Get the most out of the festival

Bring the right attitude

As the canyoning season kicks off around New Zealand, its time to start considering how you’re going to make the most of the Canyoning festival in Feburary. This festival is run entirely by volunteers, who put a huge amount of time and effort into making it a success, so we ask for everyone to bring the right attitude to St Arnaud.

  • Be respectful Of the local ethics, the local environment (especially when walking in fragile forest), other canyoners and visitors to Nelson Lakes National Park.
  • Be honest About your level of skill and experience.  Both with yourself (and how much preparation/practice you need) and with others (when you’re discussing a trip you want to do at the festival)
  • Be ready to ask and learn If your not sure about things; ask!  Always better to get a little bit of help, than to keep quiet and screw up.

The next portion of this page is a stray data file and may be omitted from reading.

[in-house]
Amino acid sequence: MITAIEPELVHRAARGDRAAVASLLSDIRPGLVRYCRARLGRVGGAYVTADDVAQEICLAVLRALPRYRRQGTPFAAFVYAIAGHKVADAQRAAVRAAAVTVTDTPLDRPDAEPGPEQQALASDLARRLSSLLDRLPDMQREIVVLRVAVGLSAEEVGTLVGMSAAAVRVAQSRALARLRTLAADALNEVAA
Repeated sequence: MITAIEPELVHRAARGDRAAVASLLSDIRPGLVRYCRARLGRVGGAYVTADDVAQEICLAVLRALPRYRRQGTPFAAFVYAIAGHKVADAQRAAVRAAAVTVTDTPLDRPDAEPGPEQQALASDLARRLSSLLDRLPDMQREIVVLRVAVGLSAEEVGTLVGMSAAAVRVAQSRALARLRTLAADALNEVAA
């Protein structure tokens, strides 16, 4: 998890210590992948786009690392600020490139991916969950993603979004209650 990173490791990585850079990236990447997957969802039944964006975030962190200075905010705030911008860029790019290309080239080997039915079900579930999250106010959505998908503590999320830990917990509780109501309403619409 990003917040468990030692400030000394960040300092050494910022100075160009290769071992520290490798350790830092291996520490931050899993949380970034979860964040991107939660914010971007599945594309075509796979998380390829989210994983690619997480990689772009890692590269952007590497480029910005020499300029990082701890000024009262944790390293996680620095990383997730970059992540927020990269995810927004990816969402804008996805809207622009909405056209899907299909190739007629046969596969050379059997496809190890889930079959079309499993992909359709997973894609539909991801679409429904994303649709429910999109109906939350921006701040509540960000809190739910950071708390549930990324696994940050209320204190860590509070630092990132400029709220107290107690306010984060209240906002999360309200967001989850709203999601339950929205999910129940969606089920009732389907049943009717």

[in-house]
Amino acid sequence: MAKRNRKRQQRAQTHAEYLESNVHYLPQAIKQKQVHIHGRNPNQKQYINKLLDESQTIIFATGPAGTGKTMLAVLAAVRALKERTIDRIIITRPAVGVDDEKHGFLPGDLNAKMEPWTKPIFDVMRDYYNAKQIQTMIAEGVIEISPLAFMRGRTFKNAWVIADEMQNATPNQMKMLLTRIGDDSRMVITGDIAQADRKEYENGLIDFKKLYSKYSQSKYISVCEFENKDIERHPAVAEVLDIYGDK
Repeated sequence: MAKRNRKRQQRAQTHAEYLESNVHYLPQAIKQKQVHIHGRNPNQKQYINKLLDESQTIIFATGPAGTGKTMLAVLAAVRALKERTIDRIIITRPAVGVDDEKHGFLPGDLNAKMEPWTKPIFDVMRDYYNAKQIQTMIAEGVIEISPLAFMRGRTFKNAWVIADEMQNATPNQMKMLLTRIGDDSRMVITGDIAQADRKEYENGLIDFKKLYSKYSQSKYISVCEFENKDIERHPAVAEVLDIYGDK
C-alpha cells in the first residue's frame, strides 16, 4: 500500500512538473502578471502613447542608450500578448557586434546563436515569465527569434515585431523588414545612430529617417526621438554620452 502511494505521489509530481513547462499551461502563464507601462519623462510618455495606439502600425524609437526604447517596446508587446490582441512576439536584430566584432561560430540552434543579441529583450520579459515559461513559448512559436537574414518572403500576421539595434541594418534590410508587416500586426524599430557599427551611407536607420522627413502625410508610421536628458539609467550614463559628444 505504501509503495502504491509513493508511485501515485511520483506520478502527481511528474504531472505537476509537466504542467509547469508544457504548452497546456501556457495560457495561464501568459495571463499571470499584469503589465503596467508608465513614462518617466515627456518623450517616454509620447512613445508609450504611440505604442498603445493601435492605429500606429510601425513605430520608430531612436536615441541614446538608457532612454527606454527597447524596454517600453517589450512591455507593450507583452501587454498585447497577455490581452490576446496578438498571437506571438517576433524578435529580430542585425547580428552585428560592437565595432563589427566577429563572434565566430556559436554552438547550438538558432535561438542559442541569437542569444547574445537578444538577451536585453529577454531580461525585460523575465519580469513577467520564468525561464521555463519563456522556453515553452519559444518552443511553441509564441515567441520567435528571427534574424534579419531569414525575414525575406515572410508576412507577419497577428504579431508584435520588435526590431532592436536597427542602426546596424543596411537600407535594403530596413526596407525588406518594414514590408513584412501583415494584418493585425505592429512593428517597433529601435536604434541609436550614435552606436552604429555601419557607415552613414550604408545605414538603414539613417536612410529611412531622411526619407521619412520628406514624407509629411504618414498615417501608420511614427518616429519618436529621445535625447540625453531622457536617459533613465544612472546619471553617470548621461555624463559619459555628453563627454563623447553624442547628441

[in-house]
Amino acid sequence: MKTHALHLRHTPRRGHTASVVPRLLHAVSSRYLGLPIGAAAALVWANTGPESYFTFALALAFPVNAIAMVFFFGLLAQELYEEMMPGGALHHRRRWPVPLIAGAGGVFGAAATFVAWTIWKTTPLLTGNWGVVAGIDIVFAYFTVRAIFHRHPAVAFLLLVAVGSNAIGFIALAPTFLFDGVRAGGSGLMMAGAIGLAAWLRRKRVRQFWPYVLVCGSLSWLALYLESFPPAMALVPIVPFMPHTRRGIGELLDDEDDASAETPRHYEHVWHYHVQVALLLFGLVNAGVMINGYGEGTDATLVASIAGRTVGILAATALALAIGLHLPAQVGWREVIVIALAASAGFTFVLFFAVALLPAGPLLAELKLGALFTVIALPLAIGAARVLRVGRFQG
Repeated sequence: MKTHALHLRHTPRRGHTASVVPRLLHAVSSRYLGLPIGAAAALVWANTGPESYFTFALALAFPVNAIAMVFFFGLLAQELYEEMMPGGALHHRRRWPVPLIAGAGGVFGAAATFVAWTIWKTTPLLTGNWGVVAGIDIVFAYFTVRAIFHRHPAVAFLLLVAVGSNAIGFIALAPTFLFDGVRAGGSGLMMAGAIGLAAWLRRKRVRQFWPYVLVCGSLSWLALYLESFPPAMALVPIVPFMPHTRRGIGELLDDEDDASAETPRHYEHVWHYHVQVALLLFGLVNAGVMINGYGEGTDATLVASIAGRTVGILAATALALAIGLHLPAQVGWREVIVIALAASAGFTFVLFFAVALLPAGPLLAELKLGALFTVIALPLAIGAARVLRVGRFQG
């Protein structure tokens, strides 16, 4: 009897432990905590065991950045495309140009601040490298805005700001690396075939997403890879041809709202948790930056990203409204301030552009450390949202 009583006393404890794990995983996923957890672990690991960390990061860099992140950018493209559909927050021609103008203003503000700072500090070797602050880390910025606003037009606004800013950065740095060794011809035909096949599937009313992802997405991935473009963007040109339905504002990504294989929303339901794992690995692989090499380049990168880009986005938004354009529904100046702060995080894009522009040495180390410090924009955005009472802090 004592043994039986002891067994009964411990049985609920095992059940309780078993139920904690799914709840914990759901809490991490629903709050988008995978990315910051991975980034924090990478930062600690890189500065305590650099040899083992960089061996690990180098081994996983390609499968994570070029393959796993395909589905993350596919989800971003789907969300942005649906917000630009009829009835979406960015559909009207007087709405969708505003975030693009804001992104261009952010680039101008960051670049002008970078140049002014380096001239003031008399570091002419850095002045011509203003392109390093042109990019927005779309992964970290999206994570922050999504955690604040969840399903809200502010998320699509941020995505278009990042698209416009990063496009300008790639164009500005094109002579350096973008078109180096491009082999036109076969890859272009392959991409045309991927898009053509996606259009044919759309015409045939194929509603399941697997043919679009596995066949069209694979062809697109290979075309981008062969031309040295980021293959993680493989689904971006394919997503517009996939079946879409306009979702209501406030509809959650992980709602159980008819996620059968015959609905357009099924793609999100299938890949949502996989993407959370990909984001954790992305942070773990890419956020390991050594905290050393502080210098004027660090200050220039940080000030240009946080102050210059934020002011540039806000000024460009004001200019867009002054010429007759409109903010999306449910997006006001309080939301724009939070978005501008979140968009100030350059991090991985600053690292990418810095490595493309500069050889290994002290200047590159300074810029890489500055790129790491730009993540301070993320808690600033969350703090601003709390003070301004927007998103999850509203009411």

• Be prepared The more experienced folks who volunteer to lead trips might be canyoning guides, but they are not guided trips!  If you’re less experienced, you need to put the preparation in ahead of time so that you turn up to the festival with at least a good foundation of all the basic skills and all the right gear.  You’ll also need to make sure you understand and are prepared to deal with Didymo cleaning.

Preparation is key

The Canyoning Festival provides a unique opportunity to hang out with fellow Canyoners from all over NZ as well as overseas.  This represents an incredible opportunity to exchange ideas, learn heaps and leave the festival a much safer, competent and experienced canyoner.  But to make the most of this opportunity, the folks who are less experienced canyoners, and/or less experienced in the types of Canyons in the festival area need to do a bit of preparation.